Which physical findings are characteristic of pediatric type 1 diabetes mellitus (DM)?

Updated: Jul 03, 2019
  • Author: William H Lamb, MD, MBBS, FRCP(Edin), FRCP, FRCPCH; Chief Editor: Sasigarn A Bowden, MD  more...
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Answer

Apart from wasting and mild dehydration, children with early diabetes have no specific clinical findings. A physical examination may reveal findings associated with other autoimmune endocrinopathies, which have a higher incidence in children with type 1 diabetes mellitus (eg, thyroid disease with symptoms of overactivity or underactivity and possibly a palpable goiter).

Cataracts are rarely presenting problems ; they typically occur in girls with a long prodrome of mild hyperglycemia.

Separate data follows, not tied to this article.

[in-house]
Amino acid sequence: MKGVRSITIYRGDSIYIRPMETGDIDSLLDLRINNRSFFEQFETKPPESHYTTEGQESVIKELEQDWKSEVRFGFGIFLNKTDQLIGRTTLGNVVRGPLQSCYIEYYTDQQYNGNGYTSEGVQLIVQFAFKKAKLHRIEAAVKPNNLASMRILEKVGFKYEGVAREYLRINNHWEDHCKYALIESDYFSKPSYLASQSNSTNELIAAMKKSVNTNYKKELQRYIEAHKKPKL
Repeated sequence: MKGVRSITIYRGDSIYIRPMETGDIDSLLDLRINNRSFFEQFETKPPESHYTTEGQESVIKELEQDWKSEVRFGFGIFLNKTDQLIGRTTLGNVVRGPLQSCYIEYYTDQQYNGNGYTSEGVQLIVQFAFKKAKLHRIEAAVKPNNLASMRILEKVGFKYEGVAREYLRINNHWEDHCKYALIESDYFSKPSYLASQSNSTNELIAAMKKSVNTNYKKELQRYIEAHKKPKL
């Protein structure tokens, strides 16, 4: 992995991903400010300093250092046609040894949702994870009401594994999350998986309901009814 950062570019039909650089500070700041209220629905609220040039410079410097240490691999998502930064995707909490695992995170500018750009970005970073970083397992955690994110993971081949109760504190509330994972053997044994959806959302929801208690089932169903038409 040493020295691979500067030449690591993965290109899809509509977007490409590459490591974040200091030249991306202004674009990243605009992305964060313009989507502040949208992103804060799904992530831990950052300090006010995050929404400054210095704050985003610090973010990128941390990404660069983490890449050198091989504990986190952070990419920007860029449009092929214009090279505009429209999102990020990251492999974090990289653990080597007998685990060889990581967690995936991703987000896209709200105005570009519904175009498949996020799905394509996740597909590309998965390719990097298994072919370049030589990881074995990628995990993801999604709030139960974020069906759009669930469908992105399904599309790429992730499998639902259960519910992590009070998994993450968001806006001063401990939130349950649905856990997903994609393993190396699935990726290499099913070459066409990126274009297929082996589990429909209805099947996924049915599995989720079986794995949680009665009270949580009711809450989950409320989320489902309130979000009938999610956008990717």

Necrobiosis lipoidica usually, but not exclusively, occurs in people with diabetes. Necrobiosis most often develops on the front of the lower leg as a well-demarcated, red, atrophic area. The condition is associated with injury to dermal collagen, granulomatous inflammation, and ulceration. The cause of necrobiosis is unknown, and the condition is difficult to manage. It is also associated with poor metabolic control and a greater risk of developing other diabetes-related complications.


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